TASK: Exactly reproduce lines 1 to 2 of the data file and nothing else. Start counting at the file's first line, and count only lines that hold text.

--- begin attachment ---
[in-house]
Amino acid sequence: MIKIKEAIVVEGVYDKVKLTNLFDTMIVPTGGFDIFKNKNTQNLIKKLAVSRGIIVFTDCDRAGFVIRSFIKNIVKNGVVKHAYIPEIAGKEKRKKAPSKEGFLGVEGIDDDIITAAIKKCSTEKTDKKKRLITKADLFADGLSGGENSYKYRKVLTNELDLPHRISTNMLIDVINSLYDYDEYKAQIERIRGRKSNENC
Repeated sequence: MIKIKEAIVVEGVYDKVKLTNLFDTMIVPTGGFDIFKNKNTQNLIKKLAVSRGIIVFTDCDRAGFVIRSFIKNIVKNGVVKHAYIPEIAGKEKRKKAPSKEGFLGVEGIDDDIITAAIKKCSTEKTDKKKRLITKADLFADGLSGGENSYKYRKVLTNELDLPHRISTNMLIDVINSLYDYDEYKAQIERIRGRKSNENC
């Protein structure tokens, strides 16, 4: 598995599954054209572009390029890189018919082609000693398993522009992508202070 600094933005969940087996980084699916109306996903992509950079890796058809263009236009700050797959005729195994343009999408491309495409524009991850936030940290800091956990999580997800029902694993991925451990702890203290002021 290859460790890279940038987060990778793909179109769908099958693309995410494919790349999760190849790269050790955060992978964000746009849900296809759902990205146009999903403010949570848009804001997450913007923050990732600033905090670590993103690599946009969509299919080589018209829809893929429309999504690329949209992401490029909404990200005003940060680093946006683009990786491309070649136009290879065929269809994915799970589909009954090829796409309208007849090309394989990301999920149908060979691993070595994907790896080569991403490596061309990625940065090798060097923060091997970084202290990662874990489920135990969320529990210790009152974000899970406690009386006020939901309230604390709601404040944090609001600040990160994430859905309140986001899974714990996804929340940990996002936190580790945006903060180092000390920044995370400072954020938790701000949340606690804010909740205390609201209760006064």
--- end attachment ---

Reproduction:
[in-house]
Amino acid sequence: MIKIKEAIVVEGVYDKVKLTNLFDTMIVPTGGFDIFKNKNTQNLIKKLAVSRGIIVFTDCDRAGFVIRSFIKNIVKNGVVKHAYIPEIAGKEKRKKAPSKEGFLGVEGIDDDIITAAIKKCSTEKTDKKKRLITKADLFADGLSGGENSYKYRKVLTNELDLPHRISTNMLIDVINSLYDYDEYKAQIERIRGRKSNENC